Indonesia, a leading supplier of tin, coal, nickle and copper may force its miners to cut production if they fail to supply the domestic market under a Ministerial decree that took effect 1 January. The government will decide by June at the latest the amount companies must aside for their Domestic Market Obligation (DMO) next year, according to the decree a copy of which was obtained by Bloomberg News. Companies that fail to comply with the export curbs may face an output cut of up to 50% in the following year.
Indonesia is seeking to curb exports of mineral resources as a faster growing economy boosts demand for fuel and raw materials. Bank Indonesia forecasts Southeast Asia’s biggest economy to grow 5.5% this year compared with 4.3% last year.
For instance, domestic coal demand is expected to reach 75 Mt this year, approximately 30% of the estimated total production of 250 Mt. In 2009, coal production was 254 Mt while domestic demand was 56 Mt.
Witoro Soelarno, the secretary to the directorate general for minerals, coal and geothermal, told The Jakarta Post that existing coal and mining contracts stated that "producers must put priority on the domestic market" but the details of the Domestic Market Obligation obligation were not explained and this led to different interpretations in implementation. "The decree is expected to give legal certainty for producers and consumers,” he said.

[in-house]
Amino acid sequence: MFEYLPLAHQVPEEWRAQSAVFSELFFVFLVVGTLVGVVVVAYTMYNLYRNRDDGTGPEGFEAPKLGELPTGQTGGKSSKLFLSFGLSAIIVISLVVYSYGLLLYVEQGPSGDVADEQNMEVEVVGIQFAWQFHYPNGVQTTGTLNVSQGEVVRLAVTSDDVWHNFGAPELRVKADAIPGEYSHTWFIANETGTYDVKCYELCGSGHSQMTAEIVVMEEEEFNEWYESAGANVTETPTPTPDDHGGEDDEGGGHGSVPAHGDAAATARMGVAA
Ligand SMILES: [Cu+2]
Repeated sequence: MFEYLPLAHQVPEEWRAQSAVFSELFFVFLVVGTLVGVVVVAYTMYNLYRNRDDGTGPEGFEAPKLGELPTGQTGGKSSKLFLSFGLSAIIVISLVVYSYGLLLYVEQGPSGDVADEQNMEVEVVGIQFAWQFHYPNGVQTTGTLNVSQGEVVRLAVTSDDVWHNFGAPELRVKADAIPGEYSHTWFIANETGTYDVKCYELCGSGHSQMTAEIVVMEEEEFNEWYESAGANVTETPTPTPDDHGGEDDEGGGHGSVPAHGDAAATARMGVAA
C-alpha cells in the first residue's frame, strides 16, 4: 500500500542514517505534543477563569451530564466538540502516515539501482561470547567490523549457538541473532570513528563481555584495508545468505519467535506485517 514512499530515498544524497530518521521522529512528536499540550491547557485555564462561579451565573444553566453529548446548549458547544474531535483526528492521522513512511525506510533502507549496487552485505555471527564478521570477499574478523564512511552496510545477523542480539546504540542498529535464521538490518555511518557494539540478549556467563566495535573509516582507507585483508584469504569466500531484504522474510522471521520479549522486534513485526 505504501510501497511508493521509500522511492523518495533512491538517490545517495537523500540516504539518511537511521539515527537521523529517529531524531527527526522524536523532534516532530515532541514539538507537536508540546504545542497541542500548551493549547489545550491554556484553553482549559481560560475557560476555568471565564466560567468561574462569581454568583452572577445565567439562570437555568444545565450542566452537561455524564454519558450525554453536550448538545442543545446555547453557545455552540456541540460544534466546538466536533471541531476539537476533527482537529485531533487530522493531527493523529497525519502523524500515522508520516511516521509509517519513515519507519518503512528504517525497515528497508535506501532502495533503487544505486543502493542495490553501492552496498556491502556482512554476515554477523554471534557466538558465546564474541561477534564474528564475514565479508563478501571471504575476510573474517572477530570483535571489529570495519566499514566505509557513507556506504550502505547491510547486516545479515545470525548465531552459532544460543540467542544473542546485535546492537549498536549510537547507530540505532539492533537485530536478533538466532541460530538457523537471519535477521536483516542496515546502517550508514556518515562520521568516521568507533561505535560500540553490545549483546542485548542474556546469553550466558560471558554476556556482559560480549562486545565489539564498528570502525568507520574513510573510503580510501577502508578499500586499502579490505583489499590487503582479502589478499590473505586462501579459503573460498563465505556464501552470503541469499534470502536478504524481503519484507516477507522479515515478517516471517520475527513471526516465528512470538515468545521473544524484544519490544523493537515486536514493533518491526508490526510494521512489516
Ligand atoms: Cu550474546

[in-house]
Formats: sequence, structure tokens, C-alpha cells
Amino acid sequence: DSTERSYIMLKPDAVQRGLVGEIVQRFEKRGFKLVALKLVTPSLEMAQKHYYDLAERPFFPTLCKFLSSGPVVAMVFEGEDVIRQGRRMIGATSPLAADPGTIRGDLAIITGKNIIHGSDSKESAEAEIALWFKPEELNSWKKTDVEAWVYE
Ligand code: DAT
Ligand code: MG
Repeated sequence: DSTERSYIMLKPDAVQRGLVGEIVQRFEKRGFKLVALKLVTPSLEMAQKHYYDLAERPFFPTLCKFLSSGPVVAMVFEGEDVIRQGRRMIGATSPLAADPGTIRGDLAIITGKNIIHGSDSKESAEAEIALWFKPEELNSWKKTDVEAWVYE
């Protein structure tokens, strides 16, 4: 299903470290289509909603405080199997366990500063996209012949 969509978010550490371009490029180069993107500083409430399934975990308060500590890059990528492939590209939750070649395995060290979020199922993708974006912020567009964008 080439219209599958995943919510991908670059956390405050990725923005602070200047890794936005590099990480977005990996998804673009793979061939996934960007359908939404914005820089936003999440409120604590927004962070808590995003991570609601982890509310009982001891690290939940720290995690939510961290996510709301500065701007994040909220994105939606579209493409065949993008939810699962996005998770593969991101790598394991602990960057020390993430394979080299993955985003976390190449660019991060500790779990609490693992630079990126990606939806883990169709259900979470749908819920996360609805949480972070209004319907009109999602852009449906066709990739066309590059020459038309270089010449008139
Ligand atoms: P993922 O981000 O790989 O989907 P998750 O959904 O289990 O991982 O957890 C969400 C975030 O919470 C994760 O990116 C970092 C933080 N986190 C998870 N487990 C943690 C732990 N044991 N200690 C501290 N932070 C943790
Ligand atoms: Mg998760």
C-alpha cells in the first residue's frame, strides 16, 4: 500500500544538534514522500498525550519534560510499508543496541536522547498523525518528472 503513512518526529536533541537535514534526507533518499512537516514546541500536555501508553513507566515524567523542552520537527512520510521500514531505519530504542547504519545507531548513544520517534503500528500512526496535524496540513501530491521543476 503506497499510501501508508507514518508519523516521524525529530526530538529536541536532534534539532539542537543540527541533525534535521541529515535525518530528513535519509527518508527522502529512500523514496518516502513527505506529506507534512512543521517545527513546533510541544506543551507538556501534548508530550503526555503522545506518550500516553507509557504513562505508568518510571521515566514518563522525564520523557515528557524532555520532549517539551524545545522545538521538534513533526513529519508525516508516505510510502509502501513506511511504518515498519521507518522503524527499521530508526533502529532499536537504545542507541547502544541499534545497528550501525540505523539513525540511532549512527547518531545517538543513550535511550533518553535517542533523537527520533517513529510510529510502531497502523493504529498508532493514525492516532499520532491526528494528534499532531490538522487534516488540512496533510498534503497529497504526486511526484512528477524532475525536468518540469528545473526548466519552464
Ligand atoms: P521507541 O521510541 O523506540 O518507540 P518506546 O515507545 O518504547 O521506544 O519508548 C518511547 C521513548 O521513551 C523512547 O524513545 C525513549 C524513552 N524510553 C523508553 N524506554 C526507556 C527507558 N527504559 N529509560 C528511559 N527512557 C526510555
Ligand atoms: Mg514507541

Industry associations argue that the DMO will not cause problems so long as the price is not capped. “If the domestic buyers use the market prices, the producers will happily sell their output to the domestic market as the location is close and this will cut the delivery time,” said Bob Kamandanu of the Indonesian Coal Mining Association (APBI).